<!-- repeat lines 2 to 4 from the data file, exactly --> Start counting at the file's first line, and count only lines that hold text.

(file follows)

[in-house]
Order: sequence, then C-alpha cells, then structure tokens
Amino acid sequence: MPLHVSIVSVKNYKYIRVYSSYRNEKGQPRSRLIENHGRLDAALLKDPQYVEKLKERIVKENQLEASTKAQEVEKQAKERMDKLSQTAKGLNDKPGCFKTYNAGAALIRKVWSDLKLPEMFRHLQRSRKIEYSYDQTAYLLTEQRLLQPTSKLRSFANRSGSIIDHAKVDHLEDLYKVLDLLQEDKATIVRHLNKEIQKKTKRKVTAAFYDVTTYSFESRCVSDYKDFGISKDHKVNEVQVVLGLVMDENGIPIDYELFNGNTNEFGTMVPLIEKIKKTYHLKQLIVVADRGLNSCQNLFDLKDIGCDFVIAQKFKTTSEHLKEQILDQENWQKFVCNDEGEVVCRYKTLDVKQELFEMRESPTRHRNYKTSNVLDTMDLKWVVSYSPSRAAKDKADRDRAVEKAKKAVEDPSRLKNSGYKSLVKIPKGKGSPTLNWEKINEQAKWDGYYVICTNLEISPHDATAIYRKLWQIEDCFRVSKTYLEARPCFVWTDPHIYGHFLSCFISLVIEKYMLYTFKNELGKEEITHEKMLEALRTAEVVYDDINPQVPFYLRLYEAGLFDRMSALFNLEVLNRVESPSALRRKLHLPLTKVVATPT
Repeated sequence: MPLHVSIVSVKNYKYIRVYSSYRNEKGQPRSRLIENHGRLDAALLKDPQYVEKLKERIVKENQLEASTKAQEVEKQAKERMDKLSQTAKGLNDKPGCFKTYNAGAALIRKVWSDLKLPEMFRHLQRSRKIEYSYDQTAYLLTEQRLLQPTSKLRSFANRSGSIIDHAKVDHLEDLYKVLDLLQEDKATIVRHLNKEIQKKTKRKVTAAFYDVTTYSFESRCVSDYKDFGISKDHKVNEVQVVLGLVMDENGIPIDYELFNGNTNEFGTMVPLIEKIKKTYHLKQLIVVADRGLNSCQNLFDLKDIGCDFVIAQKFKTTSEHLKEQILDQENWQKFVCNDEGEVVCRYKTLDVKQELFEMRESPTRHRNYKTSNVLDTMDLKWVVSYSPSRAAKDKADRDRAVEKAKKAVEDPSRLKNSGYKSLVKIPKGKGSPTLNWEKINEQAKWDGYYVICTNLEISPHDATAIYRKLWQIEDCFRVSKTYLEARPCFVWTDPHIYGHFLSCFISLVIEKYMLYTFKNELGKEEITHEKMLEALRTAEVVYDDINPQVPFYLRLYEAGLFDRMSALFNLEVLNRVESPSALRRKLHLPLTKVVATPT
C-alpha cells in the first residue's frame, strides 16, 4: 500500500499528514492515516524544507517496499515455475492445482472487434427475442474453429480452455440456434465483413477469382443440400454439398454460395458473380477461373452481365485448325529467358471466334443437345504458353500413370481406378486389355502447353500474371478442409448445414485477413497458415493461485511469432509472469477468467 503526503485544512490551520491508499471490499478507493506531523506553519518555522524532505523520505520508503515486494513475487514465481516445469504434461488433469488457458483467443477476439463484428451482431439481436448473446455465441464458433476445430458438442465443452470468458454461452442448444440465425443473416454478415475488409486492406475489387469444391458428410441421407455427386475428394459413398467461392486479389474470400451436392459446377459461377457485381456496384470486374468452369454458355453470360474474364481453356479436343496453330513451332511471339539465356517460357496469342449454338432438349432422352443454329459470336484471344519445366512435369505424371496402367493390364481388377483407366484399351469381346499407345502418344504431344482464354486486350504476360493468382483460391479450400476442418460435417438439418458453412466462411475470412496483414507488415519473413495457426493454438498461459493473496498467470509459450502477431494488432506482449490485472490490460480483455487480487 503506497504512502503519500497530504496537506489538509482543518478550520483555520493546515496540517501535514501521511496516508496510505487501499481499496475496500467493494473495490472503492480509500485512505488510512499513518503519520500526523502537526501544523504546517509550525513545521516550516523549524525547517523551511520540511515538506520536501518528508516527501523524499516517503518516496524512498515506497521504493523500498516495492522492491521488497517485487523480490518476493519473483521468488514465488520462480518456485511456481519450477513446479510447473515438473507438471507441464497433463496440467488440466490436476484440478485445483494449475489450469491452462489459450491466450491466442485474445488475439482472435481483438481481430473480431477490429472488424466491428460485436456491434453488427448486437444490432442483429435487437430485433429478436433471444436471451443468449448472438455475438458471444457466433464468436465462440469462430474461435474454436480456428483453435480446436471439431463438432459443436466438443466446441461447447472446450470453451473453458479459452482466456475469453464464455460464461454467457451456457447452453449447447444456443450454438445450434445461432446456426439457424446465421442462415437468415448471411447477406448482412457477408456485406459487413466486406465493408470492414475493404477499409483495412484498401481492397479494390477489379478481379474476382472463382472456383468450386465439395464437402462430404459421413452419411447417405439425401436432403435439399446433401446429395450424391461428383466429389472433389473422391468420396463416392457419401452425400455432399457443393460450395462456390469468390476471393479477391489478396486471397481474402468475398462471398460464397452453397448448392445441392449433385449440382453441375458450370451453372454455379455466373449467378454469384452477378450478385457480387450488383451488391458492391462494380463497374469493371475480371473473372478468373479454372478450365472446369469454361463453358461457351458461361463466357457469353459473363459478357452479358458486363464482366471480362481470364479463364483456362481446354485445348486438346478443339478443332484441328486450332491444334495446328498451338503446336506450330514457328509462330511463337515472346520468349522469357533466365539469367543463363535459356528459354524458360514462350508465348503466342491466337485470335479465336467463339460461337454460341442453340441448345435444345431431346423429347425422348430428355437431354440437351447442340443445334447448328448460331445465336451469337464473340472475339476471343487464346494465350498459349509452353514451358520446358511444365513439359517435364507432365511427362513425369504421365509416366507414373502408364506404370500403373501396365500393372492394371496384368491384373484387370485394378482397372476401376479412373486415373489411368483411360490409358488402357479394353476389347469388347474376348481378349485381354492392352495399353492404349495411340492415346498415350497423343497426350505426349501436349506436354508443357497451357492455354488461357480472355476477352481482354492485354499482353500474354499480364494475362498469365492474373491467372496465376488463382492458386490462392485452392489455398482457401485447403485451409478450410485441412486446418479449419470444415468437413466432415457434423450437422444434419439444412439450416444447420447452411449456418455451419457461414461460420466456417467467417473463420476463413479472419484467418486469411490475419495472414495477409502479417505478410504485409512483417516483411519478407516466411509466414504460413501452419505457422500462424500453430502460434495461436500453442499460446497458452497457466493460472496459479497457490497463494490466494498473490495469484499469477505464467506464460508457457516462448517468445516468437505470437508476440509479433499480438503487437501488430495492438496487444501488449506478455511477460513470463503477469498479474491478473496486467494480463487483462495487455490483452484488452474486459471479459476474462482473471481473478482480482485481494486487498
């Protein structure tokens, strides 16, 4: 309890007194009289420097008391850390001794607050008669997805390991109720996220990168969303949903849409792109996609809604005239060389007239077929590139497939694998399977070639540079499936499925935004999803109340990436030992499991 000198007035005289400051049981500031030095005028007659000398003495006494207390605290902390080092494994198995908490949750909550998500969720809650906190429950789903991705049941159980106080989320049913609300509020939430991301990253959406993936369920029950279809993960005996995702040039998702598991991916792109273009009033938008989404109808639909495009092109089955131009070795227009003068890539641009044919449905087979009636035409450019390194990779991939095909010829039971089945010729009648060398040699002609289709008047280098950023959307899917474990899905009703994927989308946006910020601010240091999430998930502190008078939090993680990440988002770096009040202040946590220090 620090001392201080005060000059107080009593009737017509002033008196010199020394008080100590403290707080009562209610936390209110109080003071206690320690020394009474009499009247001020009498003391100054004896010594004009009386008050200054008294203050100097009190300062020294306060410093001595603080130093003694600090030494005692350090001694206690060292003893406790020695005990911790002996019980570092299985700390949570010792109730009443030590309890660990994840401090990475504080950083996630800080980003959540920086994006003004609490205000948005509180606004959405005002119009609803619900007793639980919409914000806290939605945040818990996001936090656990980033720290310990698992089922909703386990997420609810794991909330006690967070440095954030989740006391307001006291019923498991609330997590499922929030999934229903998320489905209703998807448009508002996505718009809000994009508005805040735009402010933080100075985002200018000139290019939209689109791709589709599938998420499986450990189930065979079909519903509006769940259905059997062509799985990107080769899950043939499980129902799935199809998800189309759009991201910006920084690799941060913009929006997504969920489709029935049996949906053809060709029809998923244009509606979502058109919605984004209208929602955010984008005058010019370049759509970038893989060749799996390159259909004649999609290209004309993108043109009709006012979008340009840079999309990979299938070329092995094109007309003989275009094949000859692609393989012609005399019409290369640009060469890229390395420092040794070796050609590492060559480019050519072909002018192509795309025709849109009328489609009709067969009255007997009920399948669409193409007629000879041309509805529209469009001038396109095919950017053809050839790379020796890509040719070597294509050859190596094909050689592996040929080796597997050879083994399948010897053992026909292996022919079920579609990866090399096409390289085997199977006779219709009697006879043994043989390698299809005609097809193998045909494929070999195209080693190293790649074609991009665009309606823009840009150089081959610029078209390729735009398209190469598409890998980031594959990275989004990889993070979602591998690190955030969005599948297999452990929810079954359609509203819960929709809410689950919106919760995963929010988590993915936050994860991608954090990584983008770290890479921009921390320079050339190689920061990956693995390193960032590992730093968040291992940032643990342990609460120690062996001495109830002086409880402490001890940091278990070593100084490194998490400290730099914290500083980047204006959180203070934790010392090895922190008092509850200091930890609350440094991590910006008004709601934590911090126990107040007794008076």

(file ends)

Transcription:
Order: sequence, then C-alpha cells, then structure tokens
Amino acid sequence: MPLHVSIVSVKNYKYIRVYSSYRNEKGQPRSRLIENHGRLDAALLKDPQYVEKLKERIVKENQLEASTKAQEVEKQAKERMDKLSQTAKGLNDKPGCFKTYNAGAALIRKVWSDLKLPEMFRHLQRSRKIEYSYDQTAYLLTEQRLLQPTSKLRSFANRSGSIIDHAKVDHLEDLYKVLDLLQEDKATIVRHLNKEIQKKTKRKVTAAFYDVTTYSFESRCVSDYKDFGISKDHKVNEVQVVLGLVMDENGIPIDYELFNGNTNEFGTMVPLIEKIKKTYHLKQLIVVADRGLNSCQNLFDLKDIGCDFVIAQKFKTTSEHLKEQILDQENWQKFVCNDEGEVVCRYKTLDVKQELFEMRESPTRHRNYKTSNVLDTMDLKWVVSYSPSRAAKDKADRDRAVEKAKKAVEDPSRLKNSGYKSLVKIPKGKGSPTLNWEKINEQAKWDGYYVICTNLEISPHDATAIYRKLWQIEDCFRVSKTYLEARPCFVWTDPHIYGHFLSCFISLVIEKYMLYTFKNELGKEEITHEKMLEALRTAEVVYDDINPQVPFYLRLYEAGLFDRMSALFNLEVLNRVESPSALRRKLHLPLTKVVATPT
Repeated sequence: MPLHVSIVSVKNYKYIRVYSSYRNEKGQPRSRLIENHGRLDAALLKDPQYVEKLKERIVKENQLEASTKAQEVEKQAKERMDKLSQTAKGLNDKPGCFKTYNAGAALIRKVWSDLKLPEMFRHLQRSRKIEYSYDQTAYLLTEQRLLQPTSKLRSFANRSGSIIDHAKVDHLEDLYKVLDLLQEDKATIVRHLNKEIQKKTKRKVTAAFYDVTTYSFESRCVSDYKDFGISKDHKVNEVQVVLGLVMDENGIPIDYELFNGNTNEFGTMVPLIEKIKKTYHLKQLIVVADRGLNSCQNLFDLKDIGCDFVIAQKFKTTSEHLKEQILDQENWQKFVCNDEGEVVCRYKTLDVKQELFEMRESPTRHRNYKTSNVLDTMDLKWVVSYSPSRAAKDKADRDRAVEKAKKAVEDPSRLKNSGYKSLVKIPKGKGSPTLNWEKINEQAKWDGYYVICTNLEISPHDATAIYRKLWQIEDCFRVSKTYLEARPCFVWTDPHIYGHFLSCFISLVIEKYMLYTFKNELGKEEITHEKMLEALRTAEVVYDDINPQVPFYLRLYEAGLFDRMSALFNLEVLNRVESPSALRRKLHLPLTKVVATPT